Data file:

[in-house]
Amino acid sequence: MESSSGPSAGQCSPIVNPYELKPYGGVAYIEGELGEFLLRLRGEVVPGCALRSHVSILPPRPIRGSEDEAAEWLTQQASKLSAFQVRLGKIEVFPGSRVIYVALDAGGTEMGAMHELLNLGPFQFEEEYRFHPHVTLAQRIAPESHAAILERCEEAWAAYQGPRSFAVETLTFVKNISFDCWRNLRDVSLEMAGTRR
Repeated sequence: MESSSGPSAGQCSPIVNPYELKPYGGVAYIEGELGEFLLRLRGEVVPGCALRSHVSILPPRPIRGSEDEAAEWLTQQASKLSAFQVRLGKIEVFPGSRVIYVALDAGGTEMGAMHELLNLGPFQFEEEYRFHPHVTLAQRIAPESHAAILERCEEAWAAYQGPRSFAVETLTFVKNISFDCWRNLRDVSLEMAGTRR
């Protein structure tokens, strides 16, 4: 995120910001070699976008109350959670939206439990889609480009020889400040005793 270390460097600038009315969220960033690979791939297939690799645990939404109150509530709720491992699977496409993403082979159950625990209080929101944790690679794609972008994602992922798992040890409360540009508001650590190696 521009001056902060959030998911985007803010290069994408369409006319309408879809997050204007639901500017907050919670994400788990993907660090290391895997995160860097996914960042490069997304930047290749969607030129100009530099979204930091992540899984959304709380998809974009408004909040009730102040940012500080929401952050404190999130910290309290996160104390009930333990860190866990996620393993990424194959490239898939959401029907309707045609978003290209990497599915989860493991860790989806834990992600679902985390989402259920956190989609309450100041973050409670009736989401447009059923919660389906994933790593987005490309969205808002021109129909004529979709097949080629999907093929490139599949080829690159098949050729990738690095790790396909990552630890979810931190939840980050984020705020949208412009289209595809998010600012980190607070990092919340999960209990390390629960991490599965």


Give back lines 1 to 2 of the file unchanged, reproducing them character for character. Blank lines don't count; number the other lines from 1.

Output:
[in-house]
Amino acid sequence: MESSSGPSAGQCSPIVNPYELKPYGGVAYIEGELGEFLLRLRGEVVPGCALRSHVSILPPRPIRGSEDEAAEWLTQQASKLSAFQVRLGKIEVFPGSRVIYVALDAGGTEMGAMHELLNLGPFQFEEEYRFHPHVTLAQRIAPESHAAILERCEEAWAAYQGPRSFAVETLTFVKNISFDCWRNLRDVSLEMAGTRR